TRE, TIE, TTE
Maxxam offers complete solutions for identifying agents responsible for toxicity in industrial effluents and sediments.
Maxxam draws on its diverse expertise to help solve complex toxicological problems. Aquatic toxicologists, chemists and wastewater treatment technologists work together to identify toxic agents and design processes for reducing effluent toxicity. Treatment processes can be tested using bench scale simulations or larger scale pilot plant facilities. On-site assistance can also be provided to help clients implement and operate new technologies.
Toxicity Reduction Evaluations (TRE)
Toxicity Reduction Evaluation (TRE) methods developed by the United States EPA are used to identify the causative toxicant(s), isolate their source, evaluate toxicity control options and confirm a reduction of effluent toxicity.
Toxicity Identification Evaluations (TIE)
The TIE procedures within TREs are designed to identify specific substances responsible for effluent toxicity. TIEs often consist of three phases:
- Identification of the toxicant group
- Identification of specific causative toxicants
- Confirmation of causative toxicants
Toxicity Treatment Evaluations of Toxic Effluents (TTE)
Bioassays can be used to monitor changes made to reduce effluent toxicity at the source. Representative TRE/TIE Projects
- Toxic pulp and paper mill effluent component identification using echinoderm fertilization bioassays. Through ultra-filtration and polyacrylamide gel elecrophoresis (PAGE) techniques, it was also determined that lignin-derived molecules (LDM) from the kraft mill were responsible for the observed toxicity.
- Investigation of pulp mill effluent toxicity in rainbow trout. The relation between acid volatile compounds and toxicity incidents was investigated and results found that CO2 was the probable causative agent of toxicity.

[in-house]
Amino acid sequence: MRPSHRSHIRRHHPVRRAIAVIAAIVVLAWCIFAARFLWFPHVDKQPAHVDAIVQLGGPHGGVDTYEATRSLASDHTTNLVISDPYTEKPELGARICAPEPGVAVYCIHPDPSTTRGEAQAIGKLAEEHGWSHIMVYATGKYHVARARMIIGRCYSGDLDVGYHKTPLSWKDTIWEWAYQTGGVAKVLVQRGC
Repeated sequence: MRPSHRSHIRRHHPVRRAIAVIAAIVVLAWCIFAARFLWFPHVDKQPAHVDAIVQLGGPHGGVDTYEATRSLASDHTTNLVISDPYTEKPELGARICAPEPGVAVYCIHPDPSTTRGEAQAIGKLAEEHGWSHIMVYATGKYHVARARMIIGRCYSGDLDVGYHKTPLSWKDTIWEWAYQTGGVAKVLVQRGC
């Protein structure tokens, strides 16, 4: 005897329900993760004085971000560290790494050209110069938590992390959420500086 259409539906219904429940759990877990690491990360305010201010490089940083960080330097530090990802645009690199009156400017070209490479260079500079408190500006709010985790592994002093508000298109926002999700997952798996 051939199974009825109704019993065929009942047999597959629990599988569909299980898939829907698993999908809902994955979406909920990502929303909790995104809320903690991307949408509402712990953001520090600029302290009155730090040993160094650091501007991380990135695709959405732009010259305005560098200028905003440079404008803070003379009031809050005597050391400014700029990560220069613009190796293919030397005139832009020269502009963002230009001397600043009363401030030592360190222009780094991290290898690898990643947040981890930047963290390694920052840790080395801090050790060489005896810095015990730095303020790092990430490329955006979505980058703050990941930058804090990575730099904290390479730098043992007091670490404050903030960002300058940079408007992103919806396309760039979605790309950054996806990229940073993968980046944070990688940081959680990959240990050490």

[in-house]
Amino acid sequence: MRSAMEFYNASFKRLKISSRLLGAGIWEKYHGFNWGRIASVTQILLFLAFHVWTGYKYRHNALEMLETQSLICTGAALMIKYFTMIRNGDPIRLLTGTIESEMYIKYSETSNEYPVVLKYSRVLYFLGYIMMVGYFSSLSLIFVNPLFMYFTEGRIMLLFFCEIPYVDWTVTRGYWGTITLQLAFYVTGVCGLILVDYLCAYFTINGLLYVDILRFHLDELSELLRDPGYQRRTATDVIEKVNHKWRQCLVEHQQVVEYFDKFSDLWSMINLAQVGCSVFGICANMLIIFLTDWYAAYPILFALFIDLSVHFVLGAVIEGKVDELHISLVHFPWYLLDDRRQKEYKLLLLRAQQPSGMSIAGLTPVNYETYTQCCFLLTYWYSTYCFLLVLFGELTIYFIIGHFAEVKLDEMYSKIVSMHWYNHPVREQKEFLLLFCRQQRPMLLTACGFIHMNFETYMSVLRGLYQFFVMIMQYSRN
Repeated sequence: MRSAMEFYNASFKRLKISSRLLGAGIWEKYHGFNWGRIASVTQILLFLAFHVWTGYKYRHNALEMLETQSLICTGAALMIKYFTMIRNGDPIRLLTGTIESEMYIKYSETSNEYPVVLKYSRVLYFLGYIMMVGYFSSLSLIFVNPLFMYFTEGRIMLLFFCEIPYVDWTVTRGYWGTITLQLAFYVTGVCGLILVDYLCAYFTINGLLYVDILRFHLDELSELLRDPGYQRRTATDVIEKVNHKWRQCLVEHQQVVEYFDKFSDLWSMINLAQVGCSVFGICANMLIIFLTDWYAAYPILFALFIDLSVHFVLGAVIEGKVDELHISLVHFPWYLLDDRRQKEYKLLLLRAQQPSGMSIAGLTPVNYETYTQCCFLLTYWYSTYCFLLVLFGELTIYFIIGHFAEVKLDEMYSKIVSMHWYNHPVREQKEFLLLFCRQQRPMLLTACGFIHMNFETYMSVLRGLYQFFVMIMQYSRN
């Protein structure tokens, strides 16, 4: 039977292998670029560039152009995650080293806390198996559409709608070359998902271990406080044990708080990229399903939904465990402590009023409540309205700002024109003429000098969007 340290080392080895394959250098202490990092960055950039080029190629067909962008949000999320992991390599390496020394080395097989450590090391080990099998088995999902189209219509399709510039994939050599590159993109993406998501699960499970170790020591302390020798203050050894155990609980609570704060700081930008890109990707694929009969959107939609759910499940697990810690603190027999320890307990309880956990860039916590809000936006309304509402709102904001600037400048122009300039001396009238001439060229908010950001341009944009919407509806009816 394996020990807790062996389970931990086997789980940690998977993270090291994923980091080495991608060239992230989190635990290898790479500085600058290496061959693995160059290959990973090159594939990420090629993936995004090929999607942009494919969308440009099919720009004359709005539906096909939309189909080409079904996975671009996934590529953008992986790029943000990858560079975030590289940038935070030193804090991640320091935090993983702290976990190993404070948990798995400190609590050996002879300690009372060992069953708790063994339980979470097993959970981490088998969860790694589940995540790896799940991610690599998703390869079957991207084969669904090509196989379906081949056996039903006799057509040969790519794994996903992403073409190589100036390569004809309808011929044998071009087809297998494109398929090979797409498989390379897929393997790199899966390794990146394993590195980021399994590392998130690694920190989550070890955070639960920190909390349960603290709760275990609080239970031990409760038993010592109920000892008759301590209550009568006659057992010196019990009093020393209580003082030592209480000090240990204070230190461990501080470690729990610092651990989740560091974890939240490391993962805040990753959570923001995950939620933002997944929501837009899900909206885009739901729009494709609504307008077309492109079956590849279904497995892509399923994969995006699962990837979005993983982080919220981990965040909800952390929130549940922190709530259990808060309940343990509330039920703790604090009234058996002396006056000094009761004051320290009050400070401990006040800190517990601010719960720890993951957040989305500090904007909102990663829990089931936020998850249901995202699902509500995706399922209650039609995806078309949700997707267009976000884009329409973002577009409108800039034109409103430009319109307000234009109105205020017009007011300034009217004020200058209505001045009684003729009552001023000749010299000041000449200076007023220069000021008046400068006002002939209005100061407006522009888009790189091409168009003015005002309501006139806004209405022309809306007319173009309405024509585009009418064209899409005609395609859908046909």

- Investigation of the role boron and other components play in the toxicity of polishing pond water from a slag refining mill. Special treatments included chromatography employing ion selective resins, activated charcoal and other treatments to define the role of boron in the observed toxicity in rainbow trout. Boron was identified as the principle agent of toxicity.
- Investigation of the toxicity of a mine effluent using the Ceriodaphnia dubia 7-day reproduction test. It was determined that TSS was responsible for approximately 50% of the observed effluent toxicity and a treatment method was developed to remove TSS and reduce effluent toxicity.
“Maxxam’s ecotox group has a superior understanding of the state-of-science and best practice with regard to laboratory toxicity test methods. It is largely because of this expertise that we have been successful in getting buy-in for important risk management decisions for sites with contaminated sediments such as the former Nanisivik mine site on Baffin Island. Maxxam’s depth of working knowledge about the strengths and limitations of individual laboratory toxicity tests, suitability for site-specific conditions, and emerging tools and trends, is unprecedented in Canada.”
Doug Bright, PhD, RPBio
Business Leader, Environmental Risk Assessment